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Rule of Law: Country Studies - Singapore

Rankings in Freedom in the World 2010: 4 Political Rights, 4 Civil Liberties (Partly Free)

Summary

Singapore, a city-state located on an island off the southern end of the Malay Peninsula, is one of the smallest UN member states, with a total area of just 693 square kilometers, placing it 189th in the world in terms of landmass. Singapore declared independence from Great Britain on August 31, 1963, and then, following its brief merger with Malaysia from 1963 to 1965, it became fully independent on August 9, 1965. In many respects, Singapore defies political and economic expectations.



Singapore (Creative Commons)
Despite its small geographic size, its population in 2006 of 4.4 million makes it one of the world's most densely populated states. Singapore is also one of the world's most economically successful states, with a gross national income (GNI) per capita in 2006 at $29,320 (31st in the world) and a GNI measured by purchasing power parity (PPP) at $31,700 (26th in the world). Singapore's economic success, however, has been achieved in concert with a significant degree of state involvement in the economy and an authoritarian political system. The ruling political party, the People's Action Party (PAP), has ruled since before independence, often with harsh means. Singapore's long-serving leader, Prime Minister Lee Kuan Yew (1959–90), was a principal defender of the idea that Asia has distinctly authoritarian political values that are incompatible with democracy (see interview with Fareed Zakaria). An example of a "successful" authoritarian system, Singapore is seen as a model that some other countries (including the People's Republic of China) have looked to as an alternative to Western democracy.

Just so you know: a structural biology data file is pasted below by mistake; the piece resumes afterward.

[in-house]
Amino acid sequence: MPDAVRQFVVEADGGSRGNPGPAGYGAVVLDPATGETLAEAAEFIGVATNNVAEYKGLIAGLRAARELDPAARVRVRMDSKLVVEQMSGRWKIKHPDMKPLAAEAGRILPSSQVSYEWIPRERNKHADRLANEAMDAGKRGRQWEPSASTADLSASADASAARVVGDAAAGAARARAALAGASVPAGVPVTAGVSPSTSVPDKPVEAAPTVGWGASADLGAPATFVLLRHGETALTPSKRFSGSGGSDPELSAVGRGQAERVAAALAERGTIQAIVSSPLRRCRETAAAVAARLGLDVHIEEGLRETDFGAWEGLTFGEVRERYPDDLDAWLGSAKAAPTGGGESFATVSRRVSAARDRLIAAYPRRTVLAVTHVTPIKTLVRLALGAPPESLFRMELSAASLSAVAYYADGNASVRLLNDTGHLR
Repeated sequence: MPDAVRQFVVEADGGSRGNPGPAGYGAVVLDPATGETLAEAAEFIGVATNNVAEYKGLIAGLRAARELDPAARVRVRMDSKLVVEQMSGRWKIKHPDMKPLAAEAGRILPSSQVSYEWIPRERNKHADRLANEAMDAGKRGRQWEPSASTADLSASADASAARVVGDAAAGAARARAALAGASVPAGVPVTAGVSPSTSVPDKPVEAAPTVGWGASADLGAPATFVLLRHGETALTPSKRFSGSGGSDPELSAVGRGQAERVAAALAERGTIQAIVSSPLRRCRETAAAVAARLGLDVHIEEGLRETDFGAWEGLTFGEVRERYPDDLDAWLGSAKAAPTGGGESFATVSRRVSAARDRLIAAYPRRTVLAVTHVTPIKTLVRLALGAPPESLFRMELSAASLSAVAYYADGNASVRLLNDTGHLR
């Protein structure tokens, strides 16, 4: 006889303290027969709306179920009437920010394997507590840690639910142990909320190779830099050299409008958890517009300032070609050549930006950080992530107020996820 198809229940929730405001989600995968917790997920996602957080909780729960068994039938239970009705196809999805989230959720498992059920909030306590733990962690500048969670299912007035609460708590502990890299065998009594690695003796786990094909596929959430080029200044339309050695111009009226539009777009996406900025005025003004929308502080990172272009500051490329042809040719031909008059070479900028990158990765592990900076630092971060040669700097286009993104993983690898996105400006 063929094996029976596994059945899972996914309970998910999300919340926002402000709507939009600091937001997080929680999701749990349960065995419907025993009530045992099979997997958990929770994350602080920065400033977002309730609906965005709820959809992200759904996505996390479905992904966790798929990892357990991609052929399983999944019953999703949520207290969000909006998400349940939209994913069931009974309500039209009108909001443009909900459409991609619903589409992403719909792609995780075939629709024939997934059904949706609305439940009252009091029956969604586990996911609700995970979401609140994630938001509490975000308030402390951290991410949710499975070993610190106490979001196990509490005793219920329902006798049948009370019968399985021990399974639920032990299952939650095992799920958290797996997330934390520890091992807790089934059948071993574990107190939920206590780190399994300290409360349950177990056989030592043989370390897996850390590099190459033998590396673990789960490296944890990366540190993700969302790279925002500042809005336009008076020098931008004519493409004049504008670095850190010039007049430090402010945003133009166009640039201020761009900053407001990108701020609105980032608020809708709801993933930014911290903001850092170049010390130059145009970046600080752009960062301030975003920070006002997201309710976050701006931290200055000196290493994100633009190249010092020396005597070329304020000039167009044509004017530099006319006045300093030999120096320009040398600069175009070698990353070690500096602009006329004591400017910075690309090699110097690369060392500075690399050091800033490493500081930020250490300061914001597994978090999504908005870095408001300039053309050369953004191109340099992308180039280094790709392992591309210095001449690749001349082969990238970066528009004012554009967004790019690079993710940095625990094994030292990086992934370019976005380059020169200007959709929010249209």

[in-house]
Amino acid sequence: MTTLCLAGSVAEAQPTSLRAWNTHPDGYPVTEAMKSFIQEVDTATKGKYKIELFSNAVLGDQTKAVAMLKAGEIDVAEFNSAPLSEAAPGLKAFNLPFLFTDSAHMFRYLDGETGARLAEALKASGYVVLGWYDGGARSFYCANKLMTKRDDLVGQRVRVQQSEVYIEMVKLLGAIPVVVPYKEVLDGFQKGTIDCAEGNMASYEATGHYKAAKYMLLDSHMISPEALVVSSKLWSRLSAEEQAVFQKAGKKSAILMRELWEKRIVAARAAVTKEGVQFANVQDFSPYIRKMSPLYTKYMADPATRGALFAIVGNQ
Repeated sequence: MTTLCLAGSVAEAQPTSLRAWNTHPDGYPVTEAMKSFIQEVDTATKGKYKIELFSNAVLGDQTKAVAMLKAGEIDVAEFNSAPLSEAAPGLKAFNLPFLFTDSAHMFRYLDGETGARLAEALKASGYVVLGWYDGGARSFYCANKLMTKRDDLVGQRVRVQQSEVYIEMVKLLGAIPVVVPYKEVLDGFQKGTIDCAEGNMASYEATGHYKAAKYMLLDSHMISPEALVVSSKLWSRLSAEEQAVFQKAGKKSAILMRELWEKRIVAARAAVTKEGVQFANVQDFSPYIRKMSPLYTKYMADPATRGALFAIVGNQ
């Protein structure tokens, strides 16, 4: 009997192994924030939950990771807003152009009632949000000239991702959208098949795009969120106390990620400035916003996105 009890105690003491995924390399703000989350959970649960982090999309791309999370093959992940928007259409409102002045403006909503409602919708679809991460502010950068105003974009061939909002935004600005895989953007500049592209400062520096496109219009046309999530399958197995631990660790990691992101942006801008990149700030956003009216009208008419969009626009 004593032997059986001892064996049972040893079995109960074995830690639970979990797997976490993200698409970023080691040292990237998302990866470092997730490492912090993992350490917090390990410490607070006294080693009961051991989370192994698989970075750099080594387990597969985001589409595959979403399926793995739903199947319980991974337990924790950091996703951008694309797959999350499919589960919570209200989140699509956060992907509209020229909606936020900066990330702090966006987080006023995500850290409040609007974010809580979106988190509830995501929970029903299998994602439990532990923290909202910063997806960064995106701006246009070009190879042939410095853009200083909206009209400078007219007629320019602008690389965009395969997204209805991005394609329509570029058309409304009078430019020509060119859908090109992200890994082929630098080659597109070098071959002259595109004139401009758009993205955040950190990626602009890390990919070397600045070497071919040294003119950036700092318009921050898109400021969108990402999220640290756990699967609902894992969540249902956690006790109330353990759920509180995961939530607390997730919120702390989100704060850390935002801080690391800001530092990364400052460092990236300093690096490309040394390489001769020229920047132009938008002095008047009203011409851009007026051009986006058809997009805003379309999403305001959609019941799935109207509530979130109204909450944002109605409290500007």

History

Given its central geographic location, Singapore served as a center for trade for centuries. Its early settlers were Chinese and Malay traders and fishermen dating from the early first millennium and possibly before. Its name, "Singa Pura," means "Lion City," and according to legend, it was given the name by a prince of the Malay Sri Vijayan Empire who believed that he saw a lion upon his arrival. The island fell under the control of several Malay empires and in 1511 became a part of the Jahore Sultanate.

British Colonization

The British governor in India, who sought to challenge the Dutch monopoly in Malaysia, which had been established since the 17th century (see Country Study of Malaysia), decided to approve the request of Sir Thomas Raffles in 1819 to establish a new trading post in Singapore. In fact, despite its central location and natural harbor, Singapore had been ignored by the Dutch in favor of other routes through the Strait of Malacca. Upon his arrival in Singapore, Raffles signed a treaty with the Sultan of Jahore granting the British East India Company the right to establish a trading post on the island in exchange for an annual fee. In 1823, an agreement was made for British possession of the entire island in exchange for a yearly payment. On March 17, 1824, the Anglo-Dutch Treaty cemented British control over Singapore and demarcated British and Dutch holdings: The British controlled territory north of the Strait of Malacca (Singapore, Penang, and Malacca), and the Dutch controlled the area to the south (Indonesia).

Founder of Modern Singapore: Sir Thomas Raffles